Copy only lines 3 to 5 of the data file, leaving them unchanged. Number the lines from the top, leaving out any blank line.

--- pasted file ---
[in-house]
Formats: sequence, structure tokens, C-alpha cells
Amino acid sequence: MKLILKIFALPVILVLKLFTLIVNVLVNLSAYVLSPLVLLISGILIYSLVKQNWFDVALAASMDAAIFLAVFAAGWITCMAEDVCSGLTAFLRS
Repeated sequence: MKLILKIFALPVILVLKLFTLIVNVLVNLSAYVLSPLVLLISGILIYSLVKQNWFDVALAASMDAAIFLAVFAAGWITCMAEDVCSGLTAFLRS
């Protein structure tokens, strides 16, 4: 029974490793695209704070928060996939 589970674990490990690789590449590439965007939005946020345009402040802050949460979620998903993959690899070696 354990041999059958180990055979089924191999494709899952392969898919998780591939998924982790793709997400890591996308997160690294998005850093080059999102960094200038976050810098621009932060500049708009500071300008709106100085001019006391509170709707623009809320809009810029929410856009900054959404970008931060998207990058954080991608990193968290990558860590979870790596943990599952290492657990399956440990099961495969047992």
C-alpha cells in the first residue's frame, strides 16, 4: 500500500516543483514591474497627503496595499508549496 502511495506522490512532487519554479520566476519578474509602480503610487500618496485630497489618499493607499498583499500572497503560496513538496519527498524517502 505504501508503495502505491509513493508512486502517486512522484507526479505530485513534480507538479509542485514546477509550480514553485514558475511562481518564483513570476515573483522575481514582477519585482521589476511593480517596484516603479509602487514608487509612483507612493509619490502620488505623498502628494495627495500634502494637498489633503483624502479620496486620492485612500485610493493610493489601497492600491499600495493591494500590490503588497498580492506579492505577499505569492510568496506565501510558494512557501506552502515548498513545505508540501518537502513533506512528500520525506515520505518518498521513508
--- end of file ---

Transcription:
Amino acid sequence: MKLILKIFALPVILVLKLFTLIVNVLVNLSAYVLSPLVLLISGILIYSLVKQNWFDVALAASMDAAIFLAVFAAGWITCMAEDVCSGLTAFLRS
Repeated sequence: MKLILKIFALPVILVLKLFTLIVNVLVNLSAYVLSPLVLLISGILIYSLVKQNWFDVALAASMDAAIFLAVFAAGWITCMAEDVCSGLTAFLRS
């Protein structure tokens, strides 16, 4: 029974490793695209704070928060996939 589970674990490990690789590449590439965007939005946020345009402040802050949460979620998903993959690899070696 354990041999059958180990055979089924191999494709899952392969898919998780591939998924982790793709997400890591996308997160690294998005850093080059999102960094200038976050810098621009932060500049708009500071300008709106100085001019006391509170709707623009809320809009810029929410856009900054959404970008931060998207990058954080991608990193968290990558860590979870790596943990599952290492657990399956440990099961495969047992």